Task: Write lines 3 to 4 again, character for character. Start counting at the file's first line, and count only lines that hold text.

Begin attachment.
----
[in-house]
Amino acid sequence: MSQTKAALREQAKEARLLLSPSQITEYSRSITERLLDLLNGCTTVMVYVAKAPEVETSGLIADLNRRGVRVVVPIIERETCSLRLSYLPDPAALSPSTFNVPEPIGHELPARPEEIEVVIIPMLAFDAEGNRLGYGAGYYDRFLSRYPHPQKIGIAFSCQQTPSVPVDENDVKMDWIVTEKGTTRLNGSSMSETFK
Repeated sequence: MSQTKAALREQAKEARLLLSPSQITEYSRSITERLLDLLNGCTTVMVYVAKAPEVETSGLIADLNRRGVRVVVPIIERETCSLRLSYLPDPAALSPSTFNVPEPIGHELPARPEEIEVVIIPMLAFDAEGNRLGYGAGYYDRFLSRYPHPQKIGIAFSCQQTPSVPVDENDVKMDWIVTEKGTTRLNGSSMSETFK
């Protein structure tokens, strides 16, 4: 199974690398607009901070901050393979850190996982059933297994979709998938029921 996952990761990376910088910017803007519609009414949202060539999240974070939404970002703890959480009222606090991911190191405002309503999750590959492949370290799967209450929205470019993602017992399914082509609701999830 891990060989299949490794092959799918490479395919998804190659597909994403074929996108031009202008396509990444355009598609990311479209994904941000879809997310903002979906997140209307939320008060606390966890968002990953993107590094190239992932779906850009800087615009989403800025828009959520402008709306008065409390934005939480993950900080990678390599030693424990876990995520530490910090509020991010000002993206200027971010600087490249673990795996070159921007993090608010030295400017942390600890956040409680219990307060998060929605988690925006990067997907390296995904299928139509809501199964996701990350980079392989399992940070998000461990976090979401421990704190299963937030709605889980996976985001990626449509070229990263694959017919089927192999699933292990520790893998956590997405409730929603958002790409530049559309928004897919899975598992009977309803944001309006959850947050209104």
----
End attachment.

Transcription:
Repeated sequence: MSQTKAALREQAKEARLLLSPSQITEYSRSITERLLDLLNGCTTVMVYVAKAPEVETSGLIADLNRRGVRVVVPIIERETCSLRLSYLPDPAALSPSTFNVPEPIGHELPARPEEIEVVIIPMLAFDAEGNRLGYGAGYYDRFLSRYPHPQKIGIAFSCQQTPSVPVDENDVKMDWIVTEKGTTRLNGSSMSETFK
């Protein structure tokens, strides 16, 4: 199974690398607009901070901050393979850190996982059933297994979709998938029921 996952990761990376910088910017803007519609009414949202060539999240974070939404970002703890959480009222606090991911190191405002309503999750590959492949370290799967209450929205470019993602017992399914082509609701999830 891990060989299949490794092959799918490479395919998804190659597909994403074929996108031009202008396509990444355009598609990311479209994904941000879809997310903002979906997140209307939320008060606390966890968002990953993107590094190239992932779906850009800087615009989403800025828009959520402008709306008065409390934005939480993950900080990678390599030693424990876990995520530490910090509020991010000002993206200027971010600087490249673990795996070159921007993090608010030295400017942390600890956040409680219990307060998060929605988690925006990067997907390296995904299928139509809501199964996701990350980079392989399992940070998000461990976090979401421990704190299963937030709605889980996976985001990626449509070229990263694959017919089927192999699933292990520790893998956590997405409730929603958002790409530049559309928004897919899975598992009977309803944001309006959850947050209104």